If only there was a crystal ball to gaze upon to get the outlook for 2019 … but there isn’t. What we have are indicators in the construction market to gauge a probable outcome such as
From Mika Majapuro, Senior Director, Product Management, of Teletrac Navman
The construction industry is booming. Spending for August 2018 increased by 6.5% since August 2017—but despite continued investment in and demand for construction work, the industry is still crippled by a growing labor shortage. Our survey found that 42% of construction companies are currently experiencing a labor shortage and 35% cited retaining and developing talent as their top business challenge—up 13% since 2017. While increased pay, enhanced benefits packages, and flexible work engagements are becoming top recruiting initiatives, companies will increasingly turn to technology and digitization to offset rising payroll costs by improving worker productivity. In fact, 85% of companies are using telematics and GPS tracking and 21% are applying big data/analytics to business operations to streamline efficiency and productivity. Still, tech adoption is lagging compared to other industries.
A large majority of construction firms are using telematics, which is why it is so unfortunate that many of these firms only take advantage of a fraction of its functionality. According to Teletrac Navman’s survey, 75% of companies use telematics software to monitor equipment and vehicles, but far fewer use it to monitor maintenance metrics (39%), idling (39%), and fuel usage (32%)—all of which impact costs. Additionally, nearly half (48%) reported that they were not considering implementing any new emerging tech this year.
The reality is that while not adopting tech solutions will slow down operations today, in the future it will significantly impact a company’s ability to bid for projects, retain top talent, and remain competitive. As we’ve seen, it’s no longer a matter of “if” a company decides to implement varying degrees of technology … it’s a matter of “when.”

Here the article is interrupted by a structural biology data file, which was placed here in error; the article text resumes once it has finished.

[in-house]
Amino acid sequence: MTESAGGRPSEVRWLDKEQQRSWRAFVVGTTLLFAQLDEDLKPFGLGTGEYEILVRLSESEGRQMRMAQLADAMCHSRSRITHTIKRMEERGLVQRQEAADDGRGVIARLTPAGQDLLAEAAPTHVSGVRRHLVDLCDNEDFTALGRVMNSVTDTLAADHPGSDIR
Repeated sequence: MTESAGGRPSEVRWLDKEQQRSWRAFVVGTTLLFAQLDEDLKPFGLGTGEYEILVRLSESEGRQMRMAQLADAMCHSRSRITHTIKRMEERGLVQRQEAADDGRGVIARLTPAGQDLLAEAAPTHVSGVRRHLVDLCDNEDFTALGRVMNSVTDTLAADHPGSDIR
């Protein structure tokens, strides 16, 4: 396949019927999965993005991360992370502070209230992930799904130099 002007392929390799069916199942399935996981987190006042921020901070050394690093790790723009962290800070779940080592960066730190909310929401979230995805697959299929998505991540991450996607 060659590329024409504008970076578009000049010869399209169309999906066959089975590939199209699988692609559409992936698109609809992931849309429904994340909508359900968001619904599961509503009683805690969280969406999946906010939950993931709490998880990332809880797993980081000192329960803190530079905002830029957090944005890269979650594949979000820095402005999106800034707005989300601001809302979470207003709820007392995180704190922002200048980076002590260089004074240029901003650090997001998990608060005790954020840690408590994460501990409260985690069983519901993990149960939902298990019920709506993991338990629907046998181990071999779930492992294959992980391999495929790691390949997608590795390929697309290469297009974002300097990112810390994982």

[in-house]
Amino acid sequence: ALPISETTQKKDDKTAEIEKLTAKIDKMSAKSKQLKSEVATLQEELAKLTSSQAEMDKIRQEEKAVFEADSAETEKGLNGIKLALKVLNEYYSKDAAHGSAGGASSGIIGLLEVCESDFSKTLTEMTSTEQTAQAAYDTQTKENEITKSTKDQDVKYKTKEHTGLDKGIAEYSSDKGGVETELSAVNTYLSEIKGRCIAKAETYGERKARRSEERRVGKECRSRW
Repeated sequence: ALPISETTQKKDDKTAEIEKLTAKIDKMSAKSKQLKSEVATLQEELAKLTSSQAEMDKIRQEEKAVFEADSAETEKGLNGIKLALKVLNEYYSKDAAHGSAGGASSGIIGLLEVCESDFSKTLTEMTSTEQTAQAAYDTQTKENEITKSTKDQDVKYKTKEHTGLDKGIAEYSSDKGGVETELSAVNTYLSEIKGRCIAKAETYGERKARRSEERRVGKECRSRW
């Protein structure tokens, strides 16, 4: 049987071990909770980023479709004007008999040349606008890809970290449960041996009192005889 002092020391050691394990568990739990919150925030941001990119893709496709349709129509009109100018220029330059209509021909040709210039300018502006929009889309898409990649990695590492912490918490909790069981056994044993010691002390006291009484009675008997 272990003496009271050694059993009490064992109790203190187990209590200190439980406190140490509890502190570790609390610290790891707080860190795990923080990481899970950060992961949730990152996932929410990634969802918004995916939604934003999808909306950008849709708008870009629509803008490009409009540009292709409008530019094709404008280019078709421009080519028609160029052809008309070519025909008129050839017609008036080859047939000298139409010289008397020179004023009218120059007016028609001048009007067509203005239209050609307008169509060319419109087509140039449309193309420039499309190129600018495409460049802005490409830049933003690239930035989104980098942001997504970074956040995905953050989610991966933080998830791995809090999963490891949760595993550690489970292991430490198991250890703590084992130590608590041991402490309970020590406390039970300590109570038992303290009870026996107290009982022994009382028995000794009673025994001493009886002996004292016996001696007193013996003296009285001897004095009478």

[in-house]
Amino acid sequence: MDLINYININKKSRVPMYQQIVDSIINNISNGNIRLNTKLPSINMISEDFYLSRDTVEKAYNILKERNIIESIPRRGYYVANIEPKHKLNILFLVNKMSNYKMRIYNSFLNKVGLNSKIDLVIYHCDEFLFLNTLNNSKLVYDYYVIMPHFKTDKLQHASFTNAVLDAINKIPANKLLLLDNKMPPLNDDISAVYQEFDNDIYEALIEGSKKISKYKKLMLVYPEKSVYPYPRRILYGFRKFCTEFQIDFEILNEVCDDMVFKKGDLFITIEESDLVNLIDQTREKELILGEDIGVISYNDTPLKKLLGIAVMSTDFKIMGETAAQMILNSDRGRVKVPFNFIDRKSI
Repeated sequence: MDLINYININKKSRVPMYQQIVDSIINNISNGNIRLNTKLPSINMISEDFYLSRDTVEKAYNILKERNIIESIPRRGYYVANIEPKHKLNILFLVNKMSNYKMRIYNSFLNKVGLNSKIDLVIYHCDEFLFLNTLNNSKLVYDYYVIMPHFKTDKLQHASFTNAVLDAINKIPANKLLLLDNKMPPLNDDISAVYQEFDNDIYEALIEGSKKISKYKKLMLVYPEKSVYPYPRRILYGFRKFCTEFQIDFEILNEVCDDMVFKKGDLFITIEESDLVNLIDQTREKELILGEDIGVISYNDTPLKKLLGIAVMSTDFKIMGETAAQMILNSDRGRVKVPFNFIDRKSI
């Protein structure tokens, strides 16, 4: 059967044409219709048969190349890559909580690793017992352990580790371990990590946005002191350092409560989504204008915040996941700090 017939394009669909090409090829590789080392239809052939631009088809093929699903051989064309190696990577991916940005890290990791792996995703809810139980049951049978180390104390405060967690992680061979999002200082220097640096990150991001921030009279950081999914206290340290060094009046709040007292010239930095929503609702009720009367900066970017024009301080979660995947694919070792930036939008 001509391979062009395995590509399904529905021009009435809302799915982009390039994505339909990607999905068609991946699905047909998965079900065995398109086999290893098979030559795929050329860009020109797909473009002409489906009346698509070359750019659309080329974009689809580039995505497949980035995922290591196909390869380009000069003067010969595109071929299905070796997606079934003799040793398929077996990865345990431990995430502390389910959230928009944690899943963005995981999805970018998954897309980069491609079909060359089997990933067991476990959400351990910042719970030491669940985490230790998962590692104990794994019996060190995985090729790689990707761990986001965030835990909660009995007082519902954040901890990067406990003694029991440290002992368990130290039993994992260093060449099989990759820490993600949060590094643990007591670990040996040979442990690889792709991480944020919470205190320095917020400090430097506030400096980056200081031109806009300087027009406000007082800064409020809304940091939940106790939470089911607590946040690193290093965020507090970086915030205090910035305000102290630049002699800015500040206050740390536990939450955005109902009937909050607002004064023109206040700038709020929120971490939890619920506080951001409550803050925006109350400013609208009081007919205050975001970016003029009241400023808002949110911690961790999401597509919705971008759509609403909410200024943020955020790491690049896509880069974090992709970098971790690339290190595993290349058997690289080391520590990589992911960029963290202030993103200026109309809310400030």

From Bob Tuttle, President and CEO of Agile Frameworks
The influence of advanced technologies in the construction and engineering industry is quickly reaching an inflection point as more intriguing technologies come online nearly every day. Their breadth and capabilities are overwhelming, with deployments creating a mandate to connect and share accurate, real-time data across a broader project ecosystem. For construction firms, managing all this technology and data, and navigating this new landscape can be a challenge with a plethora of information, in different forms, to sort and analyze in order to find actionable intelligence. Put simply, data is “the new oil” that is coming into focus and will need to be structured, stored, integrated, shared, and actionable.
In 2019, we will continue to see to see firms implement more digitized data collection strategies and techniques in an effort to save time and reduce overall project costs. These include sensors in testing and inspection and remote monitoring enabling data to insights to action and auditable workflows. With aging infrastructure, more bridges will become outfitted with sensors that monitor structural integrity, vibration, and weight.
As a result, the importance of operating within a well-crafted digital strategy is critical. If the data a construction firm produces, collects, and analyzes is its unique identifier, the firm will need to manage its data flow and put it to use to create new revenue streams. To succeed, it requires executives to rise above the chaos and lay an operational technology foundation that connects and shares accurate, real-time data from sensors and field activities within organizations and across the construction project ecosystem. The most valuable organizations are arguably those that are truly data-defined, and will use data in new ways to drive innovation, client value, and operational predictability.
For more information:
Modern Contractor Solutions, January 2019
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